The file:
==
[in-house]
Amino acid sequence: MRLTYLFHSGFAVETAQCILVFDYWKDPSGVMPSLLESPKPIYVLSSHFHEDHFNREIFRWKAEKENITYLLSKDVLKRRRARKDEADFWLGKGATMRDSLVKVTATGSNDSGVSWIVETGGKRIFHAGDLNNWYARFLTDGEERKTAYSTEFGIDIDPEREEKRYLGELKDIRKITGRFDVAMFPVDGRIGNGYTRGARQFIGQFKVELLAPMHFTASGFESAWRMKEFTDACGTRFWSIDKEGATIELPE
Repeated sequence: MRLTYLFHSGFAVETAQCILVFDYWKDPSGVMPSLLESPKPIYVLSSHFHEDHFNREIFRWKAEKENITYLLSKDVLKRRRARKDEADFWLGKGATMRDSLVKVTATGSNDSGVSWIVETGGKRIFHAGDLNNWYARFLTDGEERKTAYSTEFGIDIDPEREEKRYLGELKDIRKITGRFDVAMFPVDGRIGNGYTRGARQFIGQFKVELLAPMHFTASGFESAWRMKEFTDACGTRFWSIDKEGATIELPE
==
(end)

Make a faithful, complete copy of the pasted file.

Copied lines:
[in-house]
Amino acid sequence: MRLTYLFHSGFAVETAQCILVFDYWKDPSGVMPSLLESPKPIYVLSSHFHEDHFNREIFRWKAEKENITYLLSKDVLKRRRARKDEADFWLGKGATMRDSLVKVTATGSNDSGVSWIVETGGKRIFHAGDLNNWYARFLTDGEERKTAYSTEFGIDIDPEREEKRYLGELKDIRKITGRFDVAMFPVDGRIGNGYTRGARQFIGQFKVELLAPMHFTASGFESAWRMKEFTDACGTRFWSIDKEGATIELPE
Repeated sequence: MRLTYLFHSGFAVETAQCILVFDYWKDPSGVMPSLLESPKPIYVLSSHFHEDHFNREIFRWKAEKENITYLLSKDVLKRRRARKDEADFWLGKGATMRDSLVKVTATGSNDSGVSWIVETGGKRIFHAGDLNNWYARFLTDGEERKTAYSTEFGIDIDPEREEKRYLGELKDIRKITGRFDVAMFPVDGRIGNGYTRGARQFIGQFKVELLAPMHFTASGFESAWRMKEFTDACGTRFWSIDKEGATIELPE